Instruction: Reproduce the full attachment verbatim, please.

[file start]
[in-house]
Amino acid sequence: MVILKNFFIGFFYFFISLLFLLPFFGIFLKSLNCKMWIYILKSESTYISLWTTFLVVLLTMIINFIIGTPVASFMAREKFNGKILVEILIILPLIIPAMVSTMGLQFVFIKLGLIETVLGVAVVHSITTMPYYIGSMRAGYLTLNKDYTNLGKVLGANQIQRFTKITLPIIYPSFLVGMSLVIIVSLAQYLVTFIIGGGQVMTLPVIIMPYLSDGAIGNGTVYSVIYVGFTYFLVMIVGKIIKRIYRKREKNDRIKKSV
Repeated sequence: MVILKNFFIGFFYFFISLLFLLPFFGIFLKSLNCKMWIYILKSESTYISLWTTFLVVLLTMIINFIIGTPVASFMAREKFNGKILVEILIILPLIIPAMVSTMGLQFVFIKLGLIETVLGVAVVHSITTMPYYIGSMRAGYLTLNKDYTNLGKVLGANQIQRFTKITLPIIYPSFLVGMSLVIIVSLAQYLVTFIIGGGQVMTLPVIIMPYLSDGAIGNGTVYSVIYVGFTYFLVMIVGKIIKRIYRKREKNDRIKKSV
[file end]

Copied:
[in-house]
Amino acid sequence: MVILKNFFIGFFYFFISLLFLLPFFGIFLKSLNCKMWIYILKSESTYISLWTTFLVVLLTMIINFIIGTPVASFMAREKFNGKILVEILIILPLIIPAMVSTMGLQFVFIKLGLIETVLGVAVVHSITTMPYYIGSMRAGYLTLNKDYTNLGKVLGANQIQRFTKITLPIIYPSFLVGMSLVIIVSLAQYLVTFIIGGGQVMTLPVIIMPYLSDGAIGNGTVYSVIYVGFTYFLVMIVGKIIKRIYRKREKNDRIKKSV
Repeated sequence: MVILKNFFIGFFYFFISLLFLLPFFGIFLKSLNCKMWIYILKSESTYISLWTTFLVVLLTMIINFIIGTPVASFMAREKFNGKILVEILIILPLIIPAMVSTMGLQFVFIKLGLIETVLGVAVVHSITTMPYYIGSMRAGYLTLNKDYTNLGKVLGANQIQRFTKITLPIIYPSFLVGMSLVIIVSLAQYLVTFIIGGGQVMTLPVIIMPYLSDGAIGNGTVYSVIYVGFTYFLVMIVGKIIKRIYRKREKNDRIKKSV